Panzanella

I always knew I would go back to Seattle someday. I just didn’t know it would be so soon. Sean and I had planned to move away from Boston this year, but our list of possible cities included places like Burlington, Vermont and Denver, Colorado. As per usual, though, life interrupted my best laid plans without ceremony, reminding me yet again that I need to learn to go with the flow.

We were at Boston Logan airport, heading to Seattle for Christmas, when Sean got the call: Swedish Medical Center wanted to interview him for a position in their nursing residency program. He’d put in an application the week before, not thinking much of it. But the timing was perfect: While we were visiting my parents, he got all dressed up and went downtown to meet with the head nurses in both the cardiac and neurology units. A week later, when we were back in Boston, he spent time on the phone with several of his soon-to-be-peers on the cardiac floor. We figured we’d have time to kill after the interviews, before they made a decision. Sean put in applications for other programs and quickly got other interview offers. Then the call came, not a month but several days later: Swedish wanted to hire him for their August 2017 cardiac nursing residency class.

We went to a nearby bar to talk about the decision, but we both knew the answer: We were moving. The program was perfect for him and we’d get to live near my family. They’d offered him an excellent salary and relocation assistance. The job would be a perfect gateway into a masters in nursing anesthesia, which he wanted to pursue eventually. He loved Seattle. Two days later, during the first week of January, Sean called to accept the job.

I love Seattle, but I left on purpose. I left because I wanted to prove myself, to stand on my own two feet in the world and find out who I was under fire. For Sean, this move makes sense. But for me, moving back is bogged down by odd emotions of a homecoming filled with uncertainty — I can’t fathom how an adult version of my life in Seattle will look, and I’m deeply sad to be leaving Boston, the city that taught me how to live well and care for myself.

When I cook, I think. So lately, I’ve been thinking a lot about this strange bittersweetness of leaving the life I’ve made for myself here, to walk back to the life I was born into there. I was making this Italian Bread Salad (Panzanella) earlier this week and I remembered something soothing: I used to hate salad. As a kid, I wouldn’t eat even a bite. But in my years of cooking, I’ve eventually discovered a way to make a salad that works for me (read: salads with lots of bacon, lots of cheese, huge chunks of bread and yummy dressing). I’m different than I was then, and Seattle is different than it was then. Since change is the only constant in life, I guess I’m just going to have to roll with it.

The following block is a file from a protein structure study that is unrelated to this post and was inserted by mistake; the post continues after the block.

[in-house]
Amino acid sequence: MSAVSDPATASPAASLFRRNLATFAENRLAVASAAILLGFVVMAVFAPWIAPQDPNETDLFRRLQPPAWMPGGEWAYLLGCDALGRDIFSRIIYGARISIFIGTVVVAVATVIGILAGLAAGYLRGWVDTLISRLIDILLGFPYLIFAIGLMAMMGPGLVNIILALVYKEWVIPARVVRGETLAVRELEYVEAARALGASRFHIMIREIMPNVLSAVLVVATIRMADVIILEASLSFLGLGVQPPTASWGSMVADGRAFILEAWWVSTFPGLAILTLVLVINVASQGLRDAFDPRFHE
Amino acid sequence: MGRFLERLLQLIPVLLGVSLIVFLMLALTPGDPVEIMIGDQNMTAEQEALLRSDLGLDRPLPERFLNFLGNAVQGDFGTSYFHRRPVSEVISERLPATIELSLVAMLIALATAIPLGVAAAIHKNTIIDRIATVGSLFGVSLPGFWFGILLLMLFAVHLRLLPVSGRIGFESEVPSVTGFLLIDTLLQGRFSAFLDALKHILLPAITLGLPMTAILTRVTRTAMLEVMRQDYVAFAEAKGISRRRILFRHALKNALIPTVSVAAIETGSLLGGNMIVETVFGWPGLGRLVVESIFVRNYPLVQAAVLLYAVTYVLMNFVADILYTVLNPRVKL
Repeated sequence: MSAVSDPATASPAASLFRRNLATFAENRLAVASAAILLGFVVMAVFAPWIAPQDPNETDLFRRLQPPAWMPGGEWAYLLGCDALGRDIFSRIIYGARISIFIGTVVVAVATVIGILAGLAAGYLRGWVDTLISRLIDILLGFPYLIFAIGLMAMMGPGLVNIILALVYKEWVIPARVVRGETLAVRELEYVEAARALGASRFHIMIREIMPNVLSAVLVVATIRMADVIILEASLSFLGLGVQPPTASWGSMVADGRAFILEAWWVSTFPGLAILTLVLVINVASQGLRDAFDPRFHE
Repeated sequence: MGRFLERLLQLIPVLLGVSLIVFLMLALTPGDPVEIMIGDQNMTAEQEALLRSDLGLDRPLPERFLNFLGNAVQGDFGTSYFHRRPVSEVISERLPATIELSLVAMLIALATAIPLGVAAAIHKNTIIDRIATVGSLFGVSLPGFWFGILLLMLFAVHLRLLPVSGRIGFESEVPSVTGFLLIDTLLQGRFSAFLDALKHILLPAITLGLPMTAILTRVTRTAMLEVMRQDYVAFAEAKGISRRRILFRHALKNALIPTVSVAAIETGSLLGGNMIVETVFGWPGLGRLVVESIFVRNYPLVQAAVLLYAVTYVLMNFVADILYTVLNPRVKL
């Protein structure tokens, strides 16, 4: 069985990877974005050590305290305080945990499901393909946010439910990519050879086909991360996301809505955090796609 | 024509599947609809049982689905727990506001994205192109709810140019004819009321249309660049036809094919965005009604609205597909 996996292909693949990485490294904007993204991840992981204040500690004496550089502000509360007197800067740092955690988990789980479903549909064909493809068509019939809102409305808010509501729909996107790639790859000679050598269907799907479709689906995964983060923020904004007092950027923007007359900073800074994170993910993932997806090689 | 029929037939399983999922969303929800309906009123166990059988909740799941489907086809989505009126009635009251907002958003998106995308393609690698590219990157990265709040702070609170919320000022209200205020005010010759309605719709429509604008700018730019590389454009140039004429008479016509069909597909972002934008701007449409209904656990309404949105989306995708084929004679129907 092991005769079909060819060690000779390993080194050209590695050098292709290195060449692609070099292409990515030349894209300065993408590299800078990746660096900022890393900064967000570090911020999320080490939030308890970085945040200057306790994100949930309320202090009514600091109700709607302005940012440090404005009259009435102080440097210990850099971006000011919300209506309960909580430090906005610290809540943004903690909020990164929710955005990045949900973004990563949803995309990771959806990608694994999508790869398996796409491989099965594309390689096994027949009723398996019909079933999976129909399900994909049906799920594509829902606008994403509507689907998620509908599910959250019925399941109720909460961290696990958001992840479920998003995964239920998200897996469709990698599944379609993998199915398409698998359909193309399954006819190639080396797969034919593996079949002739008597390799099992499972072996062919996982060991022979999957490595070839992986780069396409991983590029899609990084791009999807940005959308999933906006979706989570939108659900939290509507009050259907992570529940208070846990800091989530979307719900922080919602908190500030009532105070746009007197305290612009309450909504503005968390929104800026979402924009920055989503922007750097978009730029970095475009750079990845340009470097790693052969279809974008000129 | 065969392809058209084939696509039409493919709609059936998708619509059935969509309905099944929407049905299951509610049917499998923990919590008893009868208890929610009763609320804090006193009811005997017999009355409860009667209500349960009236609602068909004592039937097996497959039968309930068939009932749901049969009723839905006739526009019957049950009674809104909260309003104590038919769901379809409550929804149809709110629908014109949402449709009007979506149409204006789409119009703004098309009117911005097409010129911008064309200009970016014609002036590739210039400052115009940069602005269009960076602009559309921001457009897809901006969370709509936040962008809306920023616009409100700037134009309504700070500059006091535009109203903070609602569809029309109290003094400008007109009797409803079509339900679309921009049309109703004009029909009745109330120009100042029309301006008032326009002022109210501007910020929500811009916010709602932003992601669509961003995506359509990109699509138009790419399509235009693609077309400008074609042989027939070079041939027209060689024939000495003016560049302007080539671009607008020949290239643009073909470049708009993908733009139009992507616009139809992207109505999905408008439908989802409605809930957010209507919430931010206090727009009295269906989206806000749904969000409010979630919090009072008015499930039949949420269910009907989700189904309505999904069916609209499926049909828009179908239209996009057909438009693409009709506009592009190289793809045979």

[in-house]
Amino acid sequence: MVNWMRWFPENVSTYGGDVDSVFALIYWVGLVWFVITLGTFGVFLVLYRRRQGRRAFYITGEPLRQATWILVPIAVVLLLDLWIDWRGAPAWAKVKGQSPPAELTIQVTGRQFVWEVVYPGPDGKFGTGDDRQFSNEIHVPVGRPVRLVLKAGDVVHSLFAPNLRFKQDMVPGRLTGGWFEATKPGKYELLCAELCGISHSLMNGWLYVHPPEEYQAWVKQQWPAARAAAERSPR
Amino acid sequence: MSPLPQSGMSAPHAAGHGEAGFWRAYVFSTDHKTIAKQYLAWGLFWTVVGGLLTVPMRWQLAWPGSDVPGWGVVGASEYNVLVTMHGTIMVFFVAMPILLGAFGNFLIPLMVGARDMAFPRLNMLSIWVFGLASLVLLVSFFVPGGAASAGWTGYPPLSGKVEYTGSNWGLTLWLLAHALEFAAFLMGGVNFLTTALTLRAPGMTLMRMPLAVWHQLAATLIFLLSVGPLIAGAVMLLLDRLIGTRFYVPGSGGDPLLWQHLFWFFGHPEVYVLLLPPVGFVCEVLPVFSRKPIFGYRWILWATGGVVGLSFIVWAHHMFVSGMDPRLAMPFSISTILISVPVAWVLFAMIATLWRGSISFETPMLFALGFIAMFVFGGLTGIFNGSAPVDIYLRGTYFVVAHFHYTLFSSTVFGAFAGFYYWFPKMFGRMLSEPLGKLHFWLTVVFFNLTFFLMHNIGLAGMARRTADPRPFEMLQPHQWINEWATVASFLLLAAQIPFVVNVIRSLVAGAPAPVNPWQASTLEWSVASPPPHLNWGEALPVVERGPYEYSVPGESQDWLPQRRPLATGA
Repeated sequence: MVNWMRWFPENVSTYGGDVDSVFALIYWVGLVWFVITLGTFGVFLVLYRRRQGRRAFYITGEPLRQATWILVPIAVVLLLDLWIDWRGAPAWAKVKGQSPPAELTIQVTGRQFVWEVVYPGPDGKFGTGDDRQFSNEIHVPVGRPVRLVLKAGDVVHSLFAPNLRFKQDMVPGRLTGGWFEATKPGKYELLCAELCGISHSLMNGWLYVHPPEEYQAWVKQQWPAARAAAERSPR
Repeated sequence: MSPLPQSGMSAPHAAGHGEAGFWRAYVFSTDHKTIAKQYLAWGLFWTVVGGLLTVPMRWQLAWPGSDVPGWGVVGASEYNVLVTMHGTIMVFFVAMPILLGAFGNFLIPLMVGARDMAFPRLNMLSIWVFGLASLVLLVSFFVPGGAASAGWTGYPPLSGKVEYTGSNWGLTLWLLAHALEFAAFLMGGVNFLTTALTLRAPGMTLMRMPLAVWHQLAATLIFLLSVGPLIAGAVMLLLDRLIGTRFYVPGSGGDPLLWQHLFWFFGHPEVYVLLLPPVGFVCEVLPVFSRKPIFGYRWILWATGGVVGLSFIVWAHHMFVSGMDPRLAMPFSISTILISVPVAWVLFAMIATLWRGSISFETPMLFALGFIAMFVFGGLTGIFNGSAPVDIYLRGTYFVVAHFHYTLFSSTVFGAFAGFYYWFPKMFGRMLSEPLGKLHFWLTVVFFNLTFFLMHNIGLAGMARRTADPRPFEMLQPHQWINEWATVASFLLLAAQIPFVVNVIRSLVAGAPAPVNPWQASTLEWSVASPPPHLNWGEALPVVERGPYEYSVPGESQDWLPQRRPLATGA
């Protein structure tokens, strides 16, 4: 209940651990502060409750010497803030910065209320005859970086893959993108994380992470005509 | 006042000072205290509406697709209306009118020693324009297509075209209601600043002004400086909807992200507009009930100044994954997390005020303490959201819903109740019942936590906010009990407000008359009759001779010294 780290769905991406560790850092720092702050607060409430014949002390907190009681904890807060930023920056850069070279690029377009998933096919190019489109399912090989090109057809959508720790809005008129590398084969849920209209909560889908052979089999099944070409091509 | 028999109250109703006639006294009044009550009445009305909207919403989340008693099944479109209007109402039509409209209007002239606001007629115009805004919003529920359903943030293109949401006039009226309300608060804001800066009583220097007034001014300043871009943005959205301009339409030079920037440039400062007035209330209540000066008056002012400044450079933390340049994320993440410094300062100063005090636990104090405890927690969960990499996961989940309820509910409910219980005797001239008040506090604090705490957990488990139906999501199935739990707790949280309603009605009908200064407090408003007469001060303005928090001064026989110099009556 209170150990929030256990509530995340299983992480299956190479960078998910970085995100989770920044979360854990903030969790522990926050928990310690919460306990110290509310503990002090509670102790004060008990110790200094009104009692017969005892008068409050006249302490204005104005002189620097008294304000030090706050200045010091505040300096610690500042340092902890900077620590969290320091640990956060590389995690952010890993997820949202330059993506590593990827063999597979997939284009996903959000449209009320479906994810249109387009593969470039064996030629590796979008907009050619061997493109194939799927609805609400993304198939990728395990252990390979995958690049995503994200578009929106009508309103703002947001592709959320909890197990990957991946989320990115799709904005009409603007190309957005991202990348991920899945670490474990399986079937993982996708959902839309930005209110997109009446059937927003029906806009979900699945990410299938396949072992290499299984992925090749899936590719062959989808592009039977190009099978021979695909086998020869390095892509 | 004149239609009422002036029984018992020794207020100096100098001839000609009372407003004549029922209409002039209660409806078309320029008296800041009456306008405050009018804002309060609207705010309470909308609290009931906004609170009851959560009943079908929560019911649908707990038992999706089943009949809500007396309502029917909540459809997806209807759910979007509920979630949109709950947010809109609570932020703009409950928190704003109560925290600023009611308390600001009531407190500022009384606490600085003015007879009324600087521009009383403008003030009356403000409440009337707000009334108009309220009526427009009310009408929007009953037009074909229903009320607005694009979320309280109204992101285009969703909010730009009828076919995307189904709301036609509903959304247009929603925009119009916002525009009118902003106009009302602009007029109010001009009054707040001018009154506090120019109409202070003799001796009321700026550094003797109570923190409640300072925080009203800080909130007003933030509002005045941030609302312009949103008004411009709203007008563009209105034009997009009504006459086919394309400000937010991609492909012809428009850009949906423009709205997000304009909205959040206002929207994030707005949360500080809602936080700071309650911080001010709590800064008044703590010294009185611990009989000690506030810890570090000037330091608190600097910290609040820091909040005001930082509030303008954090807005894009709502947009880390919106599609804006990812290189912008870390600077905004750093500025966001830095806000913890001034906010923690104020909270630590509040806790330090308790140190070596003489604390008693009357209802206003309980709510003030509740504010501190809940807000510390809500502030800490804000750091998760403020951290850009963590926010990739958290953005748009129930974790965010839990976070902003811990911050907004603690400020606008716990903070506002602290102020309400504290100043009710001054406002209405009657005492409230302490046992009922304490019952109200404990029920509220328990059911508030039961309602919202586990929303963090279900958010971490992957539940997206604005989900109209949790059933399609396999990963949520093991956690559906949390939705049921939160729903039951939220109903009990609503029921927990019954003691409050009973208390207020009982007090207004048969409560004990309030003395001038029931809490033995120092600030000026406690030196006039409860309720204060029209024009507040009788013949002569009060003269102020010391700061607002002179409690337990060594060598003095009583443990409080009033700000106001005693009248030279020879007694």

Panzanella

Makes 4 servings. Recipe adapted from Smitten Kitchen.
  • 4 slices bacon
  • 1 small French bread or boule, cut into 1-inch cubes (3-4 cups of bread is good — stale bread is fine for this, too.)
  • Pinch of salt and pepper
  • 2 eggs
  • 1 ripe tomato, cut into 1-inch cubes
  • 1 small cucumber, sliced into 1/2-inch rounds
  • 1 bell pepper, seeded and cut into 1-inch cubes
  • 1/4 red onion, thinly sliced
  • 2 cups arugula (spinach would also work)
  • 10 basil leaves, coarsely chopped
  • 1/4 cup parmesan cheese, grated

For the vinaigrette:

  • 1 garlic clove, minced
  • 1 teaspoon Dijon mustard
  • 3 tablespoons red wine vinegar
  • 1/3 cup good olive oil
  • 1/2 teaspoon kosher salt
  • 1/4 teaspoon freshly ground black pepper

Fry up your bacon in a saute pan. Meanwhile, cut the bread into chunks. Once the bacon is done, remove it, then lower the heat and toss the bread into the pan with the grease. Sprinkle with salt and pepper. Toss the bead in the pan for 10 minutes, until it’s brown and crispy.

Boil a small saucepan of water. When the water reaches a low boil (just above a simmer) drop 2 eggs into the pan (make sure they’re fully submerged) and set a timer for 6 minutes.

Meanwhile, prep all your veggies (tomato, cucumber, bell pepper, red onion, arugula) and combine them in a big bowl. Crumble the bacon into the bowl, and add the basil, too. Once the bread is toasted, add that to the bowl, too.

In a smaller bowl, whisk together all the vinaigrette ingredients: garlic, mustard, red wine vinegar, olive oil, salt and pepper.

When the eggs are done, submerge them in cold water to stop cooking, then peel them. Cut the eggs in half (the yolks should be a bit runny) and nestle them into the salad. Pour the dressing over the top. Garnish with parmesan cheese.

**This is one of those recipes that doesn’t keep well for the next day, so scale it up or down depending on how many people you’re feeding!

 

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